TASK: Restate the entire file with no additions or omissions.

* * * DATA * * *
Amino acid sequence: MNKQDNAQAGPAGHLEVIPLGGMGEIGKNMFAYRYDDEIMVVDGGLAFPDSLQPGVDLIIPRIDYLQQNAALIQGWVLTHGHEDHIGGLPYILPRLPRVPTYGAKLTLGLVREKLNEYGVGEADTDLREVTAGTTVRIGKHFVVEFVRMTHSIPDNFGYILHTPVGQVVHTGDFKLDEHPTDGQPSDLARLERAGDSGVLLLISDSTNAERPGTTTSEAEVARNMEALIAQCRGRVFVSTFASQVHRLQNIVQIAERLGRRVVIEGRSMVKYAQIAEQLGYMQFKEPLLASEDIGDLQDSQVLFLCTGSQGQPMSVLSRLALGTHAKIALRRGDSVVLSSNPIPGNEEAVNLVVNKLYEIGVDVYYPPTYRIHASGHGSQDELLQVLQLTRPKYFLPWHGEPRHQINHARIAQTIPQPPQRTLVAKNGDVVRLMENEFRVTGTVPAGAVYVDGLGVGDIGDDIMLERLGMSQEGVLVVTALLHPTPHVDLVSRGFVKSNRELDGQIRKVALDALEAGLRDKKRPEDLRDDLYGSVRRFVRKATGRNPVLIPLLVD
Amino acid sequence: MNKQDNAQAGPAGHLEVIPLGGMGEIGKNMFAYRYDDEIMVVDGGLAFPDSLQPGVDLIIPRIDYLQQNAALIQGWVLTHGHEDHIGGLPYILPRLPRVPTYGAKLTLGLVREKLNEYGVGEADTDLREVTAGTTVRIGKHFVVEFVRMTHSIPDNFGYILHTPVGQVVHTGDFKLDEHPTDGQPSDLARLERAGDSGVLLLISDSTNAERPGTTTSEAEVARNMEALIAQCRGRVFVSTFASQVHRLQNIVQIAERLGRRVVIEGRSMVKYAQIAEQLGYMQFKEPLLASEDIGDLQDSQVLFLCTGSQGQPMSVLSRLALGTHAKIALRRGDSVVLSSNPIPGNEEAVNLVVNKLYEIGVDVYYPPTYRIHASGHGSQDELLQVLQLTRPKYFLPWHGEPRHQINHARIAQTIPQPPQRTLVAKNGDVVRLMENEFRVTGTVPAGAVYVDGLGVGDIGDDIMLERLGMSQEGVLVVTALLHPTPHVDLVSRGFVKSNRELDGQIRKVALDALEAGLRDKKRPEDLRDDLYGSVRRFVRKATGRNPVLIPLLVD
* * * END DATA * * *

Amino acid sequence: MNKQDNAQAGPAGHLEVIPLGGMGEIGKNMFAYRYDDEIMVVDGGLAFPDSLQPGVDLIIPRIDYLQQNAALIQGWVLTHGHEDHIGGLPYILPRLPRVPTYGAKLTLGLVREKLNEYGVGEADTDLREVTAGTTVRIGKHFVVEFVRMTHSIPDNFGYILHTPVGQVVHTGDFKLDEHPTDGQPSDLARLERAGDSGVLLLISDSTNAERPGTTTSEAEVARNMEALIAQCRGRVFVSTFASQVHRLQNIVQIAERLGRRVVIEGRSMVKYAQIAEQLGYMQFKEPLLASEDIGDLQDSQVLFLCTGSQGQPMSVLSRLALGTHAKIALRRGDSVVLSSNPIPGNEEAVNLVVNKLYEIGVDVYYPPTYRIHASGHGSQDELLQVLQLTRPKYFLPWHGEPRHQINHARIAQTIPQPPQRTLVAKNGDVVRLMENEFRVTGTVPAGAVYVDGLGVGDIGDDIMLERLGMSQEGVLVVTALLHPTPHVDLVSRGFVKSNRELDGQIRKVALDALEAGLRDKKRPEDLRDDLYGSVRRFVRKATGRNPVLIPLLVD
Amino acid sequence: MNKQDNAQAGPAGHLEVIPLGGMGEIGKNMFAYRYDDEIMVVDGGLAFPDSLQPGVDLIIPRIDYLQQNAALIQGWVLTHGHEDHIGGLPYILPRLPRVPTYGAKLTLGLVREKLNEYGVGEADTDLREVTAGTTVRIGKHFVVEFVRMTHSIPDNFGYILHTPVGQVVHTGDFKLDEHPTDGQPSDLARLERAGDSGVLLLISDSTNAERPGTTTSEAEVARNMEALIAQCRGRVFVSTFASQVHRLQNIVQIAERLGRRVVIEGRSMVKYAQIAEQLGYMQFKEPLLASEDIGDLQDSQVLFLCTGSQGQPMSVLSRLALGTHAKIALRRGDSVVLSSNPIPGNEEAVNLVVNKLYEIGVDVYYPPTYRIHASGHGSQDELLQVLQLTRPKYFLPWHGEPRHQINHARIAQTIPQPPQRTLVAKNGDVVRLMENEFRVTGTVPAGAVYVDGLGVGDIGDDIMLERLGMSQEGVLVVTALLHPTPHVDLVSRGFVKSNRELDGQIRKVALDALEAGLRDKKRPEDLRDDLYGSVRRFVRKATGRNPVLIPLLVD